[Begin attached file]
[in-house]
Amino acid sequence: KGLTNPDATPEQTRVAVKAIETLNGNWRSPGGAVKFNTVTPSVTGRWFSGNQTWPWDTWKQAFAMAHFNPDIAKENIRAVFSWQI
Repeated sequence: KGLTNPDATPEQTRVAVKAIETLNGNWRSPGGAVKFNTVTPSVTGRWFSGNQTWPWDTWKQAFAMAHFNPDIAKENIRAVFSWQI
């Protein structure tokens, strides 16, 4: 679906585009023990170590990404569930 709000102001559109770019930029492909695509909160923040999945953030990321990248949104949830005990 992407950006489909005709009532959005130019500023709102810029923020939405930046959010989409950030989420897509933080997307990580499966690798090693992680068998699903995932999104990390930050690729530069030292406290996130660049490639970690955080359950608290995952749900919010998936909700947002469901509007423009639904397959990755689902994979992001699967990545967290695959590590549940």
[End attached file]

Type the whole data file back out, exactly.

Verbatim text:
[in-house]
Amino acid sequence: KGLTNPDATPEQTRVAVKAIETLNGNWRSPGGAVKFNTVTPSVTGRWFSGNQTWPWDTWKQAFAMAHFNPDIAKENIRAVFSWQI
Repeated sequence: KGLTNPDATPEQTRVAVKAIETLNGNWRSPGGAVKFNTVTPSVTGRWFSGNQTWPWDTWKQAFAMAHFNPDIAKENIRAVFSWQI
């Protein structure tokens, strides 16, 4: 679906585009023990170590990404569930 709000102001559109770019930029492909695509909160923040999945953030990321990248949104949830005990 992407950006489909005709009532959005130019500023709102810029923020939405930046959010989409950030989420897509933080997307990580499966690798090693992680068998699903995932999104990390930050690729530069030292406290996130660049490639970690955080359950608290995952749900919010998936909700947002469901509007423009639904397959990755689902994979992001699967990545967290695959590590549940």